Sainsbury's becomes first major UK retailer to replace plastic flower bags with paper packaging

The Independent Lifestyle 1 month ago

Sainsbury’s have become the first major retailer to reduce plastic packaging on their fresh flowers.

In a 12 week trial running in 167 Sainsbury’s stores, more than one million bunches and bouquets will use recycled paper packaging in place of plastic sleeves, and paper tape in place of sticky tape, saving over 10 tonnes of plastic.

The green initiative will measure customer demand and the experience of suppliers in deciding whether to continue with the scheme on a longer term basis. 

It forms part of the British retailer’s commitment to reduce plastics by 50 per cent by 2025, across its food operations. 

To achieve this aim, other developments over the coming weeks include the removal of plastic bags from its bakery section following a successful trial in three stores, and the removal of plastic bags from fresh produce departments. 

This turtle was caught in a plastic six-pack ring when young and became deformed as it grew while still trapped in the ring
Sharks and turtles caught in a discarded plastic net
A shortfin mako shark tangled in fishing rope. The rope has caused scoliosis of the back in the shark
A hermit crab uses a plastic toy as a shell
Found in September 2017, a grey seal dubbed Mrs Frisbee was the first in a series of seals to be found off the Norfolk coast with frisbees around their necks
The third in a series of three grey seals found on a Norfolk beach with frisbees embedded in their necks
The injury to the seal was so severe that it had to remain in the care of the RSPCA for three months
A turtle found wrapped in plastic netting in Tenerife, Canary Islands

From the beginning of October, all plastic bags will be removed from online grocery deliveries, while difficult-to-recycle black plastic will be replaced with more easily biodegradable natural CPET trays in all chilled ready meals – a move which is expected to save 180 tonnes of plastic.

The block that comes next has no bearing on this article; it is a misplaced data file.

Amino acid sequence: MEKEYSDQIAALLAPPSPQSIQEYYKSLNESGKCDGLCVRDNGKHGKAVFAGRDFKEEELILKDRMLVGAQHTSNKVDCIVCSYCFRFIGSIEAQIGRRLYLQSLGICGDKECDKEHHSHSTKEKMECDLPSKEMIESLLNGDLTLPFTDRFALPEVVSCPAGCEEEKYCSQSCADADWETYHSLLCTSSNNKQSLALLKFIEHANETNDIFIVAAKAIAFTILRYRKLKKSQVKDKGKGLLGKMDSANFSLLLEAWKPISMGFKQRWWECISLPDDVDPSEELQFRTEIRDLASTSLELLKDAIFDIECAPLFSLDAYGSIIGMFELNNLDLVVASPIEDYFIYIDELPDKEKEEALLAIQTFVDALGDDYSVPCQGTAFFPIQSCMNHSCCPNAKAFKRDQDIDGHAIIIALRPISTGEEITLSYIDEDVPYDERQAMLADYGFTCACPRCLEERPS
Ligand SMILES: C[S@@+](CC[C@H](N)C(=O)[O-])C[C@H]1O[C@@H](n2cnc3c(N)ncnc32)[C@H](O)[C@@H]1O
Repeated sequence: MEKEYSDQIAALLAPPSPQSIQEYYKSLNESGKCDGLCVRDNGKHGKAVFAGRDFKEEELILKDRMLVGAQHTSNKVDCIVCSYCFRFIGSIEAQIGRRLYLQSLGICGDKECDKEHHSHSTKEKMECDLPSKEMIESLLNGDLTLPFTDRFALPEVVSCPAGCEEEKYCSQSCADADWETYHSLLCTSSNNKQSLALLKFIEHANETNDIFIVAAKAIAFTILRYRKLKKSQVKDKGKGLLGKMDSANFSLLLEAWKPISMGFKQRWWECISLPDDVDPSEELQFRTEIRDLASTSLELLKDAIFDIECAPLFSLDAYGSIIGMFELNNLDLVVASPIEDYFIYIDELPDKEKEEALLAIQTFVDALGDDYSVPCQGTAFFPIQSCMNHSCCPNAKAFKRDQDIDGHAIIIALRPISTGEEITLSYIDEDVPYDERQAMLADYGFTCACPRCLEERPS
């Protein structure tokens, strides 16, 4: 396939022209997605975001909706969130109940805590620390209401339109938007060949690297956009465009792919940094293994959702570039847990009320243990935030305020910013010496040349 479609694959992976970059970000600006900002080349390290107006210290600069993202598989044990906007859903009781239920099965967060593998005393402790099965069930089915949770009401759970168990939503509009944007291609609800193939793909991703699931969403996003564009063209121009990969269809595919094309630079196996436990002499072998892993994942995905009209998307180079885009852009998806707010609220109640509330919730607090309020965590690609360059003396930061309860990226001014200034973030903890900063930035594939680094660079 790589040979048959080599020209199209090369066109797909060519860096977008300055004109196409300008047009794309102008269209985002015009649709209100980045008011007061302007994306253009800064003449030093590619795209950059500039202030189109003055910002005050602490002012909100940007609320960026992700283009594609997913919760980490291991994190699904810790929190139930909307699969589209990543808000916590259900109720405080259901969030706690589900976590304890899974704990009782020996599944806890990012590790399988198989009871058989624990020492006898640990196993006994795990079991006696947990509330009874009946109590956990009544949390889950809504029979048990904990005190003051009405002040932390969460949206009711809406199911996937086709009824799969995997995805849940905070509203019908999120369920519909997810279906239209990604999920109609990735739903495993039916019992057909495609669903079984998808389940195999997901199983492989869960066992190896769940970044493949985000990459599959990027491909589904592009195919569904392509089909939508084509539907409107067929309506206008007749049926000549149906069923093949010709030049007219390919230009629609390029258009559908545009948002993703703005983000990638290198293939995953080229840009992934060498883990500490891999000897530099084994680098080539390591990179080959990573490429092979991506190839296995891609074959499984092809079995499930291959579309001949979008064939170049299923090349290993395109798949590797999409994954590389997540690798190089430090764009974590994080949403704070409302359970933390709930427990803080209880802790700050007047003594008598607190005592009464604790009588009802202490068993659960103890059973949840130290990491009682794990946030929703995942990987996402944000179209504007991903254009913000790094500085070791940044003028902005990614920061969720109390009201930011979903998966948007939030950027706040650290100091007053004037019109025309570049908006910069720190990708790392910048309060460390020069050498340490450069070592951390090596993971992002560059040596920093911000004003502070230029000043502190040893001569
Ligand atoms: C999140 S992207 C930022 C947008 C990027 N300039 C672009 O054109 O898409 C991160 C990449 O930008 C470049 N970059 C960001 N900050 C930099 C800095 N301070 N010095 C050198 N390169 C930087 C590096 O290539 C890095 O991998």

A Sainsbury’s spokesperson told The Independent: “We’re serious about reducing plastic, as evidenced by the ambitious commitments we have made as a business this year. 

“The removal of plastic bags from online grocery deliveries is just another example of how we are working to achieve our wider goals.”   

The supermarket is also the first to launch a ‘pre-cycling’ scheme in England and Scotland, which will enable shoppers to deposit their unwanted plastic packaging before leaving the store through the use of dedicated recycling bins. 

This trial will be initially rolled out in 15 stores. 

The supermarket currently uses approximately 120,000 tons of plastic packaging on an annual basis, with plastic milk bottles proving to be one of the largest sources.

Judith Batchelar, director of Sainsbury’s brand, said: “We are proud to be the first retailer to reduce fresh floral plastics on a significant scale, across 167 of our stores.  Our customers have made it clear that they want us to reduce plastic packaging – developing a more sustainable solution to minimise plastic on fresh flowers is a further step in the right direction.

“This latest trial supports our broader goal of reducing, reusing, replacing and recycling more plastic.”


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